The Interview: Another Faux Scandal?

Without having researched the backstory to the scandal engulfing Sony, I would like to challenge the current narrative and ask whether Sen. John McCain isn’t attempting to generate public outrage on behalf of defense contractors.

According to the narrative, North Korea retaliated against Sony for creating a culturally insensitive movie (The Interview) that mocked the Dear Leader and depicted his assassination by leaking embarrassing emails written by Sony executives about their leading stars.

With the public sufficiently outraged over the contents of private emails, McCain called for hearings in the Senate Armed Services Committee, with the stated aim of launching a retaliatory cyber-attack against North Korea.

Where have we seen this drama play out before?

Throughout his career, McCain has attempted to drum up public reaction, whether outrage, fear, anger, to mobilize opinion on behalf of his fundraisers.

After all, political battles are won first in the public’s imagination.

Going back a few decades, reporters falsely accused Koch Industries of stealing tribal oil, leading McCain to call for hearings in the Senate Indian Affairs Committee. Through the ensuing investigation, Koch lost the business, which was subsequently claimed by the Senator’s fundraisers.

McCain leaked emails written by his cohorts to deflect blame from himself and onto them during the Keating Five scandal, ensuring his political survival.

McCain’s team also leaked embarrassing emails about Jack Abramoff to drum up public outrage against the superlobbyist as a pretext for hearings in the Senate Indian Affairs Committee. Even though reporters now acknowledge, as I had maintained all along, that Abramoff’s strategies and tactics were routine among his profession, McCain succeeded at setting Abramoff up for criminal prosecution and shoring up markets for his fundraisers in Indian Country.

Recently in the wake of defense cut backs, Sony has fallen to scandal over leaked embarrassing emails intended to drum up public outrage against North Korea, the assigned culprit. Without missing a beat, McCain announced his intention to call for hearings on cybersecurity within the Senate Armed Services Committee to launch a retaliatory cyber-attack against the rogue regime:

Sony then enlisted race baiter Rev. Al Sharpton for damage control. Coincidentally, Sharpton’s presidential campaign was backed by Roger Stone, a business partner of Scott Reed who coordinated the Abramoff hit:

If McCain and his band of merry men coordinated the cyber-attack against Sony, why would they they wish to assign blame to North Korea?

In the wake of budget shortfalls, defense contracts for cyberwarfare have been curtailed:

The Sony scandal has spurred McCain to jump into action to unleash those funds.

Former Booz Allen Hamilton contractor Edward Snowden revealed the extent of cooperation among tech firms and the NSA to gain access to the emails of American citizens, ensuring that personally damaging communications can be released into the public domain to achieve political objectives.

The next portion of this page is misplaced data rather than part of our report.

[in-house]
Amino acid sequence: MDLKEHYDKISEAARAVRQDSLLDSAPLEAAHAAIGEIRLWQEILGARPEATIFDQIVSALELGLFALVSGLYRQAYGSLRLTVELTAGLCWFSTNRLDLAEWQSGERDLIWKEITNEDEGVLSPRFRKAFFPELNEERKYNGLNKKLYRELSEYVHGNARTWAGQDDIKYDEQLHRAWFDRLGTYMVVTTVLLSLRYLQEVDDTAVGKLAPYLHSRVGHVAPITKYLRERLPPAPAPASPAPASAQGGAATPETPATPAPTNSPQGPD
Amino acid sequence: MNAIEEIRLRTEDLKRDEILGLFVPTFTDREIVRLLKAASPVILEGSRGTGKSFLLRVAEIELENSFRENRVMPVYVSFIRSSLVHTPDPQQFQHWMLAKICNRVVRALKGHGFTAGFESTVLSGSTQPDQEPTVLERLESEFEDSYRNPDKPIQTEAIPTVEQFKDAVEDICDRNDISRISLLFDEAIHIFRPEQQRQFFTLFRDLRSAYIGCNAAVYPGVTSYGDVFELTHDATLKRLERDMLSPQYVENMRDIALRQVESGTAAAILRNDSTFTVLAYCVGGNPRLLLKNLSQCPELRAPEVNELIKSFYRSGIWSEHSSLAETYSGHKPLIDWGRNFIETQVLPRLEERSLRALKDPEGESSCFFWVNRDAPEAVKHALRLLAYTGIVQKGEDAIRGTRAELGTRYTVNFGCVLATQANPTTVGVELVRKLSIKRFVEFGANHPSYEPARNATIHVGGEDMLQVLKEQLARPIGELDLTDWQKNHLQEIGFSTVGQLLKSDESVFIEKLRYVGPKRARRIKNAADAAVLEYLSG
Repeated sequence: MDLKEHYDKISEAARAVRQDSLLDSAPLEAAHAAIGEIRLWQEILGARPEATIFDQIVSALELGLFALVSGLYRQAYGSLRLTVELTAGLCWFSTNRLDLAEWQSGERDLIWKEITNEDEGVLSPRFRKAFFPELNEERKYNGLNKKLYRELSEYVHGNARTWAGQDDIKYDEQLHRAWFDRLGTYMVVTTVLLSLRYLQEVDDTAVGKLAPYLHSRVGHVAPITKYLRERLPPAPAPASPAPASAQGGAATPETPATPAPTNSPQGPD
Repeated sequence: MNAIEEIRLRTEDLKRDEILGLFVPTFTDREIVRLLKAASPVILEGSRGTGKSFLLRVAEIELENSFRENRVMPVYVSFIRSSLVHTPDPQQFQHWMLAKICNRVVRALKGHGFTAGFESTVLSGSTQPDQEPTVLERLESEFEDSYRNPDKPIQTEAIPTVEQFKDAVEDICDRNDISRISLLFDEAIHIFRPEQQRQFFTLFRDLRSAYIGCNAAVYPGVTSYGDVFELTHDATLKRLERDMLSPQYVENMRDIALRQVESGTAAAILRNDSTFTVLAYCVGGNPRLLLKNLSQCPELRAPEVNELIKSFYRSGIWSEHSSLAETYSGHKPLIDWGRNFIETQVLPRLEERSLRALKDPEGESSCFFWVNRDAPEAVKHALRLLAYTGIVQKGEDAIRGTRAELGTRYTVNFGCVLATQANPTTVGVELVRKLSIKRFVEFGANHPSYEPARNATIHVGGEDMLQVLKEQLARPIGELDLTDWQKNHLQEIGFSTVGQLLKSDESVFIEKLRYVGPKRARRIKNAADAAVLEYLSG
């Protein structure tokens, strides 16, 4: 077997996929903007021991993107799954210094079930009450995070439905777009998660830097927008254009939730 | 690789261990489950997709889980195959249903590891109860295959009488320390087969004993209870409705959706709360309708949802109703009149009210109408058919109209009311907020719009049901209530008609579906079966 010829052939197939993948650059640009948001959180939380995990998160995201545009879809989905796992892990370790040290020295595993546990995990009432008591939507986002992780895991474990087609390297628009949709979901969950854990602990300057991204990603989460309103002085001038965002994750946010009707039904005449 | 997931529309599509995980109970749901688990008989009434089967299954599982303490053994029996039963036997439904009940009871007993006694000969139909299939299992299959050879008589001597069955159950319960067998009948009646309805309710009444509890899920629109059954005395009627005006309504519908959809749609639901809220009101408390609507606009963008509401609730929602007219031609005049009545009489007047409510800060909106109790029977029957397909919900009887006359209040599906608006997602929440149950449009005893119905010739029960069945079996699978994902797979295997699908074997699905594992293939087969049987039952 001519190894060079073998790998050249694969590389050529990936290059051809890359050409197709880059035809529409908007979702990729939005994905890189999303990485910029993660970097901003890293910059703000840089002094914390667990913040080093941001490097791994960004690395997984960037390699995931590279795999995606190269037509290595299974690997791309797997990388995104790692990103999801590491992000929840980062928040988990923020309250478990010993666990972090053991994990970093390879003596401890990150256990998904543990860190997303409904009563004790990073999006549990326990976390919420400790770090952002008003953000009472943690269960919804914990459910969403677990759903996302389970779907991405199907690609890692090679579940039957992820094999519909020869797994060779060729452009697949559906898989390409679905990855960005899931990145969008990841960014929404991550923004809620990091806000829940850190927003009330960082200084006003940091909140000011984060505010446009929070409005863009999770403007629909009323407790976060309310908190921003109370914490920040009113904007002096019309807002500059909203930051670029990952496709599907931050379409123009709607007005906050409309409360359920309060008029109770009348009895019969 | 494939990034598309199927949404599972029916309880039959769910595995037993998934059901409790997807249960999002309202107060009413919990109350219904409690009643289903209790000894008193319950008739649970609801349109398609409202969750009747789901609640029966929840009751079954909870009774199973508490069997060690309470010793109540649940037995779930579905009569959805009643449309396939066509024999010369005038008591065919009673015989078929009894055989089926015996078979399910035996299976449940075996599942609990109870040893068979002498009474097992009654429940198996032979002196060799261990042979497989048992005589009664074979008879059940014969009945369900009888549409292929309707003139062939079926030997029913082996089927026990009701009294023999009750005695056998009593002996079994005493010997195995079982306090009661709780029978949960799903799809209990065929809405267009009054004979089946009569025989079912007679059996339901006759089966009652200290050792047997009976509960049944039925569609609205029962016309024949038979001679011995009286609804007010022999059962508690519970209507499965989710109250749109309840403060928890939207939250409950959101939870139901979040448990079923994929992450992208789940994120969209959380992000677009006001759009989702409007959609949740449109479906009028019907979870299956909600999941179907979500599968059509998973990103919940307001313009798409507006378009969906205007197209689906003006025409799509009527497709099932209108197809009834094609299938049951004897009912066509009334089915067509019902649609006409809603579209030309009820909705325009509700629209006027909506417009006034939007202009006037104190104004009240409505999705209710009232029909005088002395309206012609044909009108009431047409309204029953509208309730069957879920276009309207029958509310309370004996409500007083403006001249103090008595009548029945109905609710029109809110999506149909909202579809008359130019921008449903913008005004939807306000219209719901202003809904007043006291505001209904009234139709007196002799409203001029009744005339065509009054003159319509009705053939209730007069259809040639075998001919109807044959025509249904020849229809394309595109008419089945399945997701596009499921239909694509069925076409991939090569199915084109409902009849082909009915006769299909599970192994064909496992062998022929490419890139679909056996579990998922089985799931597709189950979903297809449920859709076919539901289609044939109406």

Who stands to gain from this latest email leak but the tech companies that would have access to them?

I am merely posing questions. Of course, not having investigated the matter (nor having any plans to do so), I am in no position to offer definitive answers. Already the North Koreans have disavowed their role in the email leaks and have announced plans to investigate the source of the cyberattack.

Truth be told, despite being governed by an inexperienced, erratic dictator, North Korea would likely not have taken actions that would invite a devastating U.S. military attack. It would not be in its interests to do so.

That North Korea would launch a sophisticated PR campaign to invite global outrage in response to Hollywood dross defies belief. McCain is probably projecting onto the North Korean leader his own psychology — as he is wont to retaliate against anyone who challenges his honor. Just ask Abramoff.

Lest we all forget, McCain and his neoconservative allies have long held North Korea in their scopes as part of an “axis of evil” that should be brought to its knees through U.S. military might.

This latest scandal might just be the gift they have all been waiting for.

And the emails keep coming, framing the rogue nation as public enemy number one while McCain, turning red with contrived righteous indignation, plays to the cameras and demands retribution.

Public outrage against North Korea has been fueled by Sony’s willingness to cave to a rogue dictatorship by withdrawing the film from theatres across the nation.

Taking the narrative to its natural conclusion, in order for the United States to restore its prestige on the world stage and shore up its position as a global leader in cyber-warfare, a cyber-strike must be waged against North Korea.

If patriotism is the last refuge of the scoundrel, McCain can always be found waving the flag.

(c) 2014 Susan Bradford

UPDATE: United States now mulls putting North Korea on terrorism-sponsor list in wake of Sony cyber-attack. Defense contractors could be heard cheering throughout the Beltway while McCain rubbed his hands together gleefully:–finance.html